Quirkiness Isn’t Conflict

This is a longer one, so I’m going to break it down piece by piece:

Before: As a trusted friend, vocal advocate, and one of New York City’s finest orthopedic surgeons, Dr. Jane Smith has vowed to care for her own. When a grieving family files a malpractice case against her…

After: Dr. Jane Smith, one New York City’s finest surgeons, just got slapped with a malpractice suit.

Commentary: Keep it simple. Lead with a brief sentence that introduces a character in conflict. All that “trusted friend, vocal advocate” stuff isn’t relevant to the story problem, so it doesn’t belong in your query.

Before: …Jane starts falling for the charming, thoughtful attorney who’s prosecuting her—but to be fair, she didn’t know that Tim Brown was the plaintiff until it was too late!

After: The suit she can handle. But Tim Brown, the charming prosecutor who just so happens to be the plaintiff, might pose a challenge.

Commentary: Did I understand that right? Are the prosecutor, the plaintiff, and Tim all the same person? Clarify. Don’t make me guess. Also, “Attorney who’s prosecuting her” means “prosecutor.” Watch that wordiness. And be fair to whom? And too late for what?

Before: Join Jane as she unearths startling realizations about her hospital, plans her gay best friend’s engagement, indulges in trashy television with her sister, critiques sociocultural politics over tea, sets out to bake the perfect scones, and searches for a measure of inner peace. She fiercely denies her feelings for Tim, but when it turns out that their senses of justice aren’t so different after all, Jane might just have a change of heart.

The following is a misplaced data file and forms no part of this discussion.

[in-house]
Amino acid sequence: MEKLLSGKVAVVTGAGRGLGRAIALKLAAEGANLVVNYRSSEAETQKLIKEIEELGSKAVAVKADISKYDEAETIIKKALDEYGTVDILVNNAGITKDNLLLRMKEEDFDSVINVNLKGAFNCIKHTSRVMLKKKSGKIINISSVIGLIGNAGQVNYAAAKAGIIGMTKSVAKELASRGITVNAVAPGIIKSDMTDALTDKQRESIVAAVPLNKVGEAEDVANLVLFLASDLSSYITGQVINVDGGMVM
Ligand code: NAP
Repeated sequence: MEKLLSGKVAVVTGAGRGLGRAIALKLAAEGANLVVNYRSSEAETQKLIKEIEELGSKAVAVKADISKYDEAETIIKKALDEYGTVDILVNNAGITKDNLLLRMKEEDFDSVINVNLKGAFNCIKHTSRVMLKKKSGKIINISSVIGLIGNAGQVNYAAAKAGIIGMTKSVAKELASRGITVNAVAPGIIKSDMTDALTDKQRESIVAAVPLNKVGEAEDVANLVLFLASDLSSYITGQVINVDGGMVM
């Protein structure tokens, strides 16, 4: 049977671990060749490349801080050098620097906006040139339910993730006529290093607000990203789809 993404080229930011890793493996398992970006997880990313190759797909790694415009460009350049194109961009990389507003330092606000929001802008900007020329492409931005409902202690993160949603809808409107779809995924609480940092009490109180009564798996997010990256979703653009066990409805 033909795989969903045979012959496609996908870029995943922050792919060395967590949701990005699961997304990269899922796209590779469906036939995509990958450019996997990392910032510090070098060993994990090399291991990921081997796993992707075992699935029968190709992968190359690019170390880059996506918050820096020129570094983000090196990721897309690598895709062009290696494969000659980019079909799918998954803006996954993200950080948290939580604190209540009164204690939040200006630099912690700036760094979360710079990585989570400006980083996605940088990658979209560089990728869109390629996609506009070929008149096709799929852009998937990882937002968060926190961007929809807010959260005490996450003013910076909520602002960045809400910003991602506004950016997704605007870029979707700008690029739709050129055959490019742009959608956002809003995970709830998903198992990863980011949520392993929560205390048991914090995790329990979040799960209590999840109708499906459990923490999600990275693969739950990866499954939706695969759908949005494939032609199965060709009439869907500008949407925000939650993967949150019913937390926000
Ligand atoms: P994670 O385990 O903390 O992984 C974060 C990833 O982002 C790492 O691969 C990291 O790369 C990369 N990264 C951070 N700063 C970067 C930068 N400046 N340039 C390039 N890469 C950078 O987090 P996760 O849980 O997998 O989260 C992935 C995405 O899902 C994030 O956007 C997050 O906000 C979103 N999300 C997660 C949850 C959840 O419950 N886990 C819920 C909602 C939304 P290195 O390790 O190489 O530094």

After: Now, Jane must deny her feelings for Tim as she fights to clear her name. But her hospital has been keeping secrets, and [villain?] has set Jane up to take the fall…etc.

Commentary: Wait. What?!? OK. Pay attention because this is important. Gay best friend, trashy TV, sister, tea, scones, inner peace—none of that stuff is plot. Let me repeat that:

None. Of. That. Stuff. Is. Plot.

The story problem this query introduced is “Doctor faces malpractice suit while fighting romantic feelings for the prosecutor-cum-plaintiff.” That’s a great premise! Now keep me on that path by pitching what happens next (plot)—which must relate to your character’s plan to get herself out of her lawsuit-versus-love predicament. That is, it must relate to solving the story problem.

All that day-in-the-life stuff might be quirky and fun in the manuscript, but in your query letter, it’s passive. Zero tension. Zero conflict. And that doesn’t give me much hope that the manuscript will be an exciting read. Where’s the villain? The antagonistic force? Sadly, in this query, there wasn’t one.

On a final note, please don’t ask me to “join” your character as he/she moves through your story. It makes your query sound like a 1980s movie trailer: “JOIN MARTY McFLY AS HE TRAVELS THROUGH TIME IN HIS QUEST TO GET…BACK TO THE FUTURE!” IMHO, it just doesn’t work in a query letter.

Join me next time!

Leave a Reply

Fill in your details below or click an icon to log in:

WordPress.com Logo

You are commenting using your WordPress.com account. Log Out /  Change )

Google photo

You are commenting using your Google account. Log Out /  Change )

Twitter picture

You are commenting using your Twitter account. Log Out /  Change )

Facebook photo

You are commenting using your Facebook account. Log Out /  Change )

Connecting to %s